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Pheochromocytoma: a changing perspective and current concepts.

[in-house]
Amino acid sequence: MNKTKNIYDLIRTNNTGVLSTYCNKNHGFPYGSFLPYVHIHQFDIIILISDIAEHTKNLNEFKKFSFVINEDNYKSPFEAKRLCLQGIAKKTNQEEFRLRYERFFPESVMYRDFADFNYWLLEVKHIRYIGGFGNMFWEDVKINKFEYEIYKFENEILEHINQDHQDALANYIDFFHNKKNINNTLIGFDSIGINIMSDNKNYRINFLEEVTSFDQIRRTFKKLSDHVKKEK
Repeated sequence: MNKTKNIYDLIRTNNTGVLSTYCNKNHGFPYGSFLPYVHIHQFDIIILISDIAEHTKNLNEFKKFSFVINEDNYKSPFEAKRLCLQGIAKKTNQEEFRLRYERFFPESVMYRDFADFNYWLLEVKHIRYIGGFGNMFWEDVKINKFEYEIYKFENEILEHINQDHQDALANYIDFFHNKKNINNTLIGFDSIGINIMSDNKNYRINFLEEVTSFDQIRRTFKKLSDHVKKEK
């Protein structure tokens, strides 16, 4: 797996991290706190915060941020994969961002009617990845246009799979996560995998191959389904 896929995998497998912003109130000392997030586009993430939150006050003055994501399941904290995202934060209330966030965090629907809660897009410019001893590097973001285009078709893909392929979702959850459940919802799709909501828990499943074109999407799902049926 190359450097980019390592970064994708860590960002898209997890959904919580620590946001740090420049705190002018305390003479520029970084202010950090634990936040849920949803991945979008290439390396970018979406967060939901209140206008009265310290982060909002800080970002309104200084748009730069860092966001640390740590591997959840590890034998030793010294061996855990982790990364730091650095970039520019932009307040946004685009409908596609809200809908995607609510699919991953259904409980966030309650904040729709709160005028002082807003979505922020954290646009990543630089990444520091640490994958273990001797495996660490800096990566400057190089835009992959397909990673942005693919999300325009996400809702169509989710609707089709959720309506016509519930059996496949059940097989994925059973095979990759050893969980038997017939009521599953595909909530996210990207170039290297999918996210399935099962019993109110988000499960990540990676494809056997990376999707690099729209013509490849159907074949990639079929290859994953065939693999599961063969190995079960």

This article aims to review current concepts in diagnosing and managing pheochromocytoma and paraganglioma (PPGL). Personalized genetic testing is vital, as 40-60% of tumors are linked to a known mutation. Tumor DNA should be sampled first. Next-generation sequencing is the best and most cost-effective choice and also helps with the expansion of current knowledge. Recent advancements have also led to the increased incorporation of regulatory RNA, metabolome markers, and the NETest in PPGL workup. PPGL presentation is highly volatile and nonspecific due to its multifactorial etiology. Symptoms mainly derive from catecholamine (CMN) excess or mass effect, primarily affecting the cardiovascular system. However, paroxysmal nature, hypertension, and the classic triad are no longer perceived as telltale signs. Identifying high-risk subjects and diagnosing patients at the correct time by using appropriate personalized methods are essential. Free plasma/urine catecholamine metabolites must be first-line examinations using liquid chromatography with tandem mass spectrometry as the gold standard analytical method. Reference intervals should be personalized according to demographics and comorbidity. The same applies to result interpretation. Threefold increase from the upper limit is highly suggestive of PPGL. Computed tomography (CT) is preferred for pheochromocytoma due to better cost-effectiveness and spatial resolution. Unenhanced attenuation of >10HU in non-contrast CT is indicative. The choice of extra-adrenal tumor imaging is based on location. Functional imaging with positron emission tomography/computed tomography and radionuclide administration improves diagnostic accuracy, especially in extra-adrenal/malignant or familial cases. Surgery is the mainstay treatment when feasible. Preoperative α-adrenergic blockade reduces surgical morbidity. Aggressive metastatic PPGL benefits from systemic chemotherapy, while milder cases can be managed with radionuclides. Short-term postoperative follow-up evaluates the adequacy of resection. Long-term follow-up assesses the risk of recurrence or metastasis. Asymptomatic carriers and their families can benefit from surveillance, with intervals depending on the specific gene mutation. Trials primarily focusing on targeted therapy and radionuclides are currently active. A multidisciplinary approach, correct timing, and personalization are key for successful PPGL management.

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